Marble Arch

Coordinates: 51°30′47″N 0°9′32″W / 51.51306°N 0.15889°W / 51.51306; -0.15889
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51°30′47″N 0°9′32″W / 51.51306°N 0.15889°W / 51.51306; -0.15889

Marble Arch viewed from the south, standing near Speakers' Corner in Hyde Park

Marble Arch is a white Carrara marble monument which is on a large traffic island. It is at the junction of Oxford Street, Park Lane, and Edgware Road, almost directly opposite Speakers' Corner in Hyde Park in the City of Westminster, London.

Historically, only members of the royal family and the King's Troop, Royal Horse Artillery, have been allowed to pass through the arch in ceremonial procession.[1]

The name "Marble Arch" today usually refers to the area in West London where the arch is, at the southern end of Edgware Road. There is also a Marble Arch underground station nearby.

History[change | change source]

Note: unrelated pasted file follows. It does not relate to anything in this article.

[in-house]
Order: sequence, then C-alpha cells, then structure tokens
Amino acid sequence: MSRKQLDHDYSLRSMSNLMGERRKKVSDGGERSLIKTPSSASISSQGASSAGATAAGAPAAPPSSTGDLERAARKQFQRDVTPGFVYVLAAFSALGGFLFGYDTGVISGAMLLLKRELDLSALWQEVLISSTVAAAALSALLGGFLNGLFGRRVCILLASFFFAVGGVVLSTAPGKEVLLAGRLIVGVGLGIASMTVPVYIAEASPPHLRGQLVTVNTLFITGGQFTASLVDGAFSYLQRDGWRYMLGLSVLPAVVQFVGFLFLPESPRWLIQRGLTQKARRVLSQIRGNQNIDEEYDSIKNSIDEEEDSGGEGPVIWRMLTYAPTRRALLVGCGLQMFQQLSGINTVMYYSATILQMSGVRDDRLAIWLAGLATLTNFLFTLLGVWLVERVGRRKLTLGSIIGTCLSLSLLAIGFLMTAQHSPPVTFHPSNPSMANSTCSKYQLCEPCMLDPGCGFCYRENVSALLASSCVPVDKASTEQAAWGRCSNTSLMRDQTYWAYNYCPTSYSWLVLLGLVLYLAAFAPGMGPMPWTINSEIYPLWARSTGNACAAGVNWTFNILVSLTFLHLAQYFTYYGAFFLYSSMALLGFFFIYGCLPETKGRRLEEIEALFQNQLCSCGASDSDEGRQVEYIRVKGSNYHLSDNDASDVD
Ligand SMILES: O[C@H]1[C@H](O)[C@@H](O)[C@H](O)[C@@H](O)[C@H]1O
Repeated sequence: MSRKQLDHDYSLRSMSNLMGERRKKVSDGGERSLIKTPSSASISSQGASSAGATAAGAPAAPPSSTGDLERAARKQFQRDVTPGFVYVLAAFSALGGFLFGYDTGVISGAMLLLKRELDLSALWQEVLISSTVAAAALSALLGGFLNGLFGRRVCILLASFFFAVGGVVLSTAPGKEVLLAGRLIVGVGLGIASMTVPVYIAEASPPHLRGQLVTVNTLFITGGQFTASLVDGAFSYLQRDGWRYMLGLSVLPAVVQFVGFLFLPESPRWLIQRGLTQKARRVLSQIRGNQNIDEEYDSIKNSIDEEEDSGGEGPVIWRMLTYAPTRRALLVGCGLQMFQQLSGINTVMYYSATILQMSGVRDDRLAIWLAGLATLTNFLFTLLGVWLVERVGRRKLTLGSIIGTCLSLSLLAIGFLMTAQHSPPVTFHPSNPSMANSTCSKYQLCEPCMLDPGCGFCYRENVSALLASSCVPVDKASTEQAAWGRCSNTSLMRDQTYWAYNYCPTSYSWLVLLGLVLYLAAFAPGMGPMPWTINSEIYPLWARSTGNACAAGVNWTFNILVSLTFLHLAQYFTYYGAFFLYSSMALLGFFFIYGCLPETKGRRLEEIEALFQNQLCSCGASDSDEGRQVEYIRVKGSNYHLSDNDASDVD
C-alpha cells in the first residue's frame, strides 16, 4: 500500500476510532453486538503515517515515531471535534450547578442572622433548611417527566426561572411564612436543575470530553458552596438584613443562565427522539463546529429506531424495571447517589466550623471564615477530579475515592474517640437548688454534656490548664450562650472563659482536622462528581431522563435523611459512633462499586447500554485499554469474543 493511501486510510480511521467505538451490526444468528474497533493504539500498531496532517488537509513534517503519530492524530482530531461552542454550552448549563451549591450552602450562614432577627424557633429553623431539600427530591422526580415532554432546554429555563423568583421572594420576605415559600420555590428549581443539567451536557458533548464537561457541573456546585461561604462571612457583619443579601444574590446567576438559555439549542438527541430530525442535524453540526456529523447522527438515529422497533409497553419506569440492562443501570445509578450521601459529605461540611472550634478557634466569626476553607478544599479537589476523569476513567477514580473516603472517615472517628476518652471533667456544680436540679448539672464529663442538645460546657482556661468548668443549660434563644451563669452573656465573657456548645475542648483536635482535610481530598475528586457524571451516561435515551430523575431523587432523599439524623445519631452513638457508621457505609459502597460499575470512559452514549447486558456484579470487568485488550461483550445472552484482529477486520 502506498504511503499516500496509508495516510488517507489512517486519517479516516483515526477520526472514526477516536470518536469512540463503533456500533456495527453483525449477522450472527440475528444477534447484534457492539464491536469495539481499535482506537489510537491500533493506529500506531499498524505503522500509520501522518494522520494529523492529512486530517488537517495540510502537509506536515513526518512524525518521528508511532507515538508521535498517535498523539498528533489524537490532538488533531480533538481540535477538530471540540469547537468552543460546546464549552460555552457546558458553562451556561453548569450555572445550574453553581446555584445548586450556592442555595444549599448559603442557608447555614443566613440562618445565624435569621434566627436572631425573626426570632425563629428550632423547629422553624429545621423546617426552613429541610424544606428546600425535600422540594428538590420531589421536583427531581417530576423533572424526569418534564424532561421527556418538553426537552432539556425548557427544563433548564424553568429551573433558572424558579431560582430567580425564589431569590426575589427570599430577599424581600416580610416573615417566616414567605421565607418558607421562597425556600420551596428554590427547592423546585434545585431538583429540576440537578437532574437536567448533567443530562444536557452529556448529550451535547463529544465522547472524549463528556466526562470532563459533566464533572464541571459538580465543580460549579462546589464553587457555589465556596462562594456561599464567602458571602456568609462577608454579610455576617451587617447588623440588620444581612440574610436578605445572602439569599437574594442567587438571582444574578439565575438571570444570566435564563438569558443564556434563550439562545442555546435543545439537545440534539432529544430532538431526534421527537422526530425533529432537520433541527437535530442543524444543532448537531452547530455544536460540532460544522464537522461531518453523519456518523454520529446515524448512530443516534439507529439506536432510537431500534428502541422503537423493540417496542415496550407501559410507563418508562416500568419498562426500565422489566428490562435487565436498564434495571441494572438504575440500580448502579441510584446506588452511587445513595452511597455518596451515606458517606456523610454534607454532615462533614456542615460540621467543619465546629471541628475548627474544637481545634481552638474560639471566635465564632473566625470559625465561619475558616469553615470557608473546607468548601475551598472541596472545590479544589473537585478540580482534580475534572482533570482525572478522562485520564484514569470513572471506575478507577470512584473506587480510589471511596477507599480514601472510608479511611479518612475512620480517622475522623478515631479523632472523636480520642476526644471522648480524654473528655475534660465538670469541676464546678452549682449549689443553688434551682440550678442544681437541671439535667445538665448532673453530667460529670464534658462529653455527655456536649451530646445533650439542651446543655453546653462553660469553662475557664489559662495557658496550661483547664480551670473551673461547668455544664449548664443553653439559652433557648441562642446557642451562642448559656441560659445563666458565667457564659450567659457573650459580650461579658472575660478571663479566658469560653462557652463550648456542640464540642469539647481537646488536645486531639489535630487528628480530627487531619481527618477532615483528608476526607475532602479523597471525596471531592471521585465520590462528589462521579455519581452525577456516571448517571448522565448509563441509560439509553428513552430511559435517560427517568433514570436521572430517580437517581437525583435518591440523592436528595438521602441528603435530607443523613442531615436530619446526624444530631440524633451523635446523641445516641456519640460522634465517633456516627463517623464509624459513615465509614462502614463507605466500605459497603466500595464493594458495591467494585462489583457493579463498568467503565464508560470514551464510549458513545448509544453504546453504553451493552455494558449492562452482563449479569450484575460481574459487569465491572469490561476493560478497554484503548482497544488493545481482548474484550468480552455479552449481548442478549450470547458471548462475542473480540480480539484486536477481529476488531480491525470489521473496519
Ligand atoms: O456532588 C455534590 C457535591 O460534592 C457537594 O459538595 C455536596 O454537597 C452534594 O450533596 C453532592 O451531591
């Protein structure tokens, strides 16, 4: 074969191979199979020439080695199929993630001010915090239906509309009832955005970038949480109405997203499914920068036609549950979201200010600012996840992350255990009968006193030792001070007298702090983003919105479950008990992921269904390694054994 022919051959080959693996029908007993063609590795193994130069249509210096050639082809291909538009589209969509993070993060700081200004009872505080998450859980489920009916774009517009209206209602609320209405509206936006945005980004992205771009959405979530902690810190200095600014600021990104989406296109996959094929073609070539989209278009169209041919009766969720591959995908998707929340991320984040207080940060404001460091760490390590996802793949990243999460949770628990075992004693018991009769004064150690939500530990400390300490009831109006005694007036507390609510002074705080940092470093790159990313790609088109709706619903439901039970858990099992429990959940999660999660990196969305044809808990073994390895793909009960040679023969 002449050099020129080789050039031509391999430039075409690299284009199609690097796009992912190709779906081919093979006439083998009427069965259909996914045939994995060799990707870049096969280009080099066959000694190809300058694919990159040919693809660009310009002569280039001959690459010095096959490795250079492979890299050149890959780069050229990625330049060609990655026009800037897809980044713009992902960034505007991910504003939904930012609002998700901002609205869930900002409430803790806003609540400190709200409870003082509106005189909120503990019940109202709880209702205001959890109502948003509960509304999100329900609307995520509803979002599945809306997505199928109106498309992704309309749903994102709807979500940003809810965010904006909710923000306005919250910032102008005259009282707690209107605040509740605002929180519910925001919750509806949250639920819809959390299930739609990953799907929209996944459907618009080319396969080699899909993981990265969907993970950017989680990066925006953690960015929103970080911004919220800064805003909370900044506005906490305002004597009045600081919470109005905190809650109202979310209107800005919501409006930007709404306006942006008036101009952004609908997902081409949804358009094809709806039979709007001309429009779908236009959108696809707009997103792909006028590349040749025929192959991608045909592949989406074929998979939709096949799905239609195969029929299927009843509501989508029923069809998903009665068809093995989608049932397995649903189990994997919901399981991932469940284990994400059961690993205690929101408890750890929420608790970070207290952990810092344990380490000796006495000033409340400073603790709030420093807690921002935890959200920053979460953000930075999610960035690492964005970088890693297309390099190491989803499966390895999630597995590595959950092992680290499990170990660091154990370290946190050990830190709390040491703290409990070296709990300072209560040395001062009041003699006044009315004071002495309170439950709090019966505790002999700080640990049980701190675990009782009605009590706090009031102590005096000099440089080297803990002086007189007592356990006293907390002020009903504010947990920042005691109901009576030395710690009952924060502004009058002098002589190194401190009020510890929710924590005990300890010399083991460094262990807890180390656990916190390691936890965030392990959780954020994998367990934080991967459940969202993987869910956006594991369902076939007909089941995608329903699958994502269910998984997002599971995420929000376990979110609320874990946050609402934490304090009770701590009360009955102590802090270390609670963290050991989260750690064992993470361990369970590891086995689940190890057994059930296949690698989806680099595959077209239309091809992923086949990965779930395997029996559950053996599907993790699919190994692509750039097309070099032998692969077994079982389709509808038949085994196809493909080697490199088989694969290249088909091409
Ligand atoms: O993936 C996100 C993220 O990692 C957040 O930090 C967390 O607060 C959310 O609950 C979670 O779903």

Marble Arch as originally erected, as a gateway to the newly rebuilt Buckingham Palace.

Until 1851 it stood in front of Buckingham Palace. The arch was designed in 1825 by John Nash as a ceremonial entrance to the courtyard of the new Buckingham Palace. He was rebuilding the palace from the former Buckingham House. The palace, as designed by Nash, was laid out around three sides of the courtyard, with the Marble Arch placed on its open eastern side.[2]

References[change | change source]

  1. Weinreb, Ben and Hibbert, Christopher 1983. The London Encyclopaedia. London: Macmillan. 496. ISBN 0-333-32556-7
  2. Pastscape-detailed result. English Heritage. Retrieved 7 October 2011